You may be surprised at what you find.
From free museum days, city tours, hikes, and parks—you’ll have plenty to keep you busy without spending a penny.
Many countries also offer free or heavily discounted attractions on certain days.
In New York, for example, the 9/11 Memorial Museum has free entry between 5-8 pm on Tuesdays.
In London, the British Museum is always free.
And in Athens, access to popular attractions is free on public holidays and other special dates.
In many cities, you can also find complimentary walking tours—check out Free City Tour for more information. Just keep in mind that these “free” tours usually run on tips.
For even more options, check out my guide on epic travel hobby ideas, many of which are free.
#9.) Volunteer and stay somewhere for free
Another lesser-known trick to help you travel after college with no money is to volunteer. It’s not only free, but it’s a way to positively contribute and leave each destination better than you found it. Sustainable tourism is important!
Companies like WWOOF (World Wide Opportunities on Organic Farms) allow you to stay on farms all over the world for free in exchange for volunteer work. This type of volunteerism is popular among backpackers and a great way to visit a country on a budget.
Other organizations that offer volunteering opportunities abroad include Volunteer Corps or Habitat for Humanity International. These allow you to work in developing nations and learn about different cultures. Accommodation is provided as part of your remuneration package.
WorkAway is another organization that allows people to volunteer their time. This platform allows anyone to post volunteer jobs around the world. From hostel jobs to helping run a bed & breakfast up in the mountains to babysitting kids and speaking to them in English—there are tons of opportunities to travel for free after college.
That said, before starting, make sure to read this guide: Is WorkAway safe? How to avoid WorkAway horror stories
#10.) Work odd jobs to make money while you travel
One of the best ways to travel after college with no money is to work as you go.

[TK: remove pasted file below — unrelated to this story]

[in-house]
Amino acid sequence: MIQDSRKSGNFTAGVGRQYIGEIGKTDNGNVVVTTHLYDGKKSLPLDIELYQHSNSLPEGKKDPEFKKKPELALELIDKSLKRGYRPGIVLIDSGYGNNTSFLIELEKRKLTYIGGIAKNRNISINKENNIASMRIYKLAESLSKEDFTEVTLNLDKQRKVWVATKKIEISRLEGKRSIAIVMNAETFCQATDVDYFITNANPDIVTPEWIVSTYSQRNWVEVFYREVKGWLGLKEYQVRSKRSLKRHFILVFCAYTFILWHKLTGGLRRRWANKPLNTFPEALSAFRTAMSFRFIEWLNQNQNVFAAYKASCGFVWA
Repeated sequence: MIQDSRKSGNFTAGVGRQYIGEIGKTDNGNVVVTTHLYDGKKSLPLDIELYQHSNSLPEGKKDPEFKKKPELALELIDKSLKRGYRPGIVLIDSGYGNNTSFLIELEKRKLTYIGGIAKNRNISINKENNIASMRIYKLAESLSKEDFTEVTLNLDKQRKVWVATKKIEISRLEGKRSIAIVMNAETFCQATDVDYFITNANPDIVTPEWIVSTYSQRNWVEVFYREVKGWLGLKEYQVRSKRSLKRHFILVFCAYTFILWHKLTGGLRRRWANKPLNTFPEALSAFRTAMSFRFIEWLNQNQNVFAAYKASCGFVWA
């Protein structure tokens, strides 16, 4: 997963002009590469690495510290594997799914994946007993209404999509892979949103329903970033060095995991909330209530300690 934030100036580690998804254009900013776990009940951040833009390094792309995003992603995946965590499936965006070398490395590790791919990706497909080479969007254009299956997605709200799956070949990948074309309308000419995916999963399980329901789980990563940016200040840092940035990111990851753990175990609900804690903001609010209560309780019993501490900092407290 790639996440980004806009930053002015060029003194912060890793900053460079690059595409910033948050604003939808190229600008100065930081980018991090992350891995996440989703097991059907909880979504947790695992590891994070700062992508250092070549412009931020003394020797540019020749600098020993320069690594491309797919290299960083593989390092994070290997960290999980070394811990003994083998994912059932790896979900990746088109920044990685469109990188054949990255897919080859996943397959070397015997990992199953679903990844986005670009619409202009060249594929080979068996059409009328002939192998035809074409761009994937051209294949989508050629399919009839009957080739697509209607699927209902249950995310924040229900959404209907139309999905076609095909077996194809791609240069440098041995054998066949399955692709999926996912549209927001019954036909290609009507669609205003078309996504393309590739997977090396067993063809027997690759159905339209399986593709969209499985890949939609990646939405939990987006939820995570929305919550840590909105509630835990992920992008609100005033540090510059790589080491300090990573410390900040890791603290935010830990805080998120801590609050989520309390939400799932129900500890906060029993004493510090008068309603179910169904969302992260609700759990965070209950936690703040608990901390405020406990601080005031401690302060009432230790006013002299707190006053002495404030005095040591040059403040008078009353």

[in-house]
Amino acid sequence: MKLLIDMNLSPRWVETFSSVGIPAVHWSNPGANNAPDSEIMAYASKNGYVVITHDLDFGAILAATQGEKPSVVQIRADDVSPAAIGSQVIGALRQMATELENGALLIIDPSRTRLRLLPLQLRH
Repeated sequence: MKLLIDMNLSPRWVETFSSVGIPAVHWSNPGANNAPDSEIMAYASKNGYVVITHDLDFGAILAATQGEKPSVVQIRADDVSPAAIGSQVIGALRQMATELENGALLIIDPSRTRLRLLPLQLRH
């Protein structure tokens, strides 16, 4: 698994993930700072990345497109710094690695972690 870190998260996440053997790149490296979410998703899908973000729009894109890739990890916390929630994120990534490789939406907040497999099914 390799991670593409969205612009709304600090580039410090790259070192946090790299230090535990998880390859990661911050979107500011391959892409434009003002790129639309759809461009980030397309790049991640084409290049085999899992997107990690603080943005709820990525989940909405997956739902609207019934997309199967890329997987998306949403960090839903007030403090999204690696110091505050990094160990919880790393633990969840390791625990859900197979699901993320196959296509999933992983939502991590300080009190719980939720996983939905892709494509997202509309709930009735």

Hospitality jobs (like waiting tables or bartending) are often shift-work, which gives you plenty of spare time to explore.
Plus, with the COVID-induced surge in pet ownership, there are now plenty of dog walking opportunities too. This can pay pretty good money and you can sign up on websites like Rover or Wag.
If that weren’t enough, freelance modeling abroad might be easier than you think as well. Oftentimes other cultures are looking for models with unique looks. And as a foreigner, you’re pretty unique!
Keep in mind that most countries frown upon people working on a tourist visa (i.e., it’s illegal). Fortunately, many countries—like Australia, New Zealand, Canada, and more—have special Working Holiday visas that allow you to travel around their country and work along the way.
If you’re looking to travel slower and really immerse yourself in a new culture, another popular option is teaching English abroad. South Korea is a popular option for new English teachers because they pay well and often provide accommodation. This allows you to squirrel away almost your entire paycheck to save for future travels when you finish your teaching contract.
Plus, South Korea is famous for some cool things, and spending several months there (or more) lets you explore everything on a deeper level.
One of the most popular English-teaching programs in South Korea is called English Program in Korea (EPIK). For more details about how the program works, check out this guide to EPIK Korea. If you’re looking for something less formal, you can also get paid to speak English online with language learners.
Hospitality, teaching English, and pet-walking are just a few of MANY ways to make money while traveling. Here’s another 117 travel job ideas.
#11.) Get a remote job where you can work overseas
Remote work has risen dramatically. Many companies—including corporate giants like Twitter and Apple—now offer employees the option to work fully remotely. This is a huge opportunity for aspiring digital nomads and those who want to see the world, but have limited savings.
You can now get a normal salaried job, grab your travel-friendly laptop, and hit the road.
You can work from Thailand, the Philippines, Costa Rica, or really wherever your little heart desires.
Many remote jobs (and other digital nomad jobs for beginners) don’t even require any special “nomad” skills.
All you need is a mobile internet connection and an adventurous spirit!
#12.) Save and spend your money wisely
Finally, the best tip for how to travel after college with no money is to not waste the money you already have.
Many students end their studies in dire financial situations. Then they add insult to injury by throwing away any money they do scrounge together on alcohol and parties.
If you’re serious about figuring out how to afford traveling after uni, put your money where your mouth is.
Skip the bar (or the new iPhone, car, etc.), and start squirreling away a travel fund.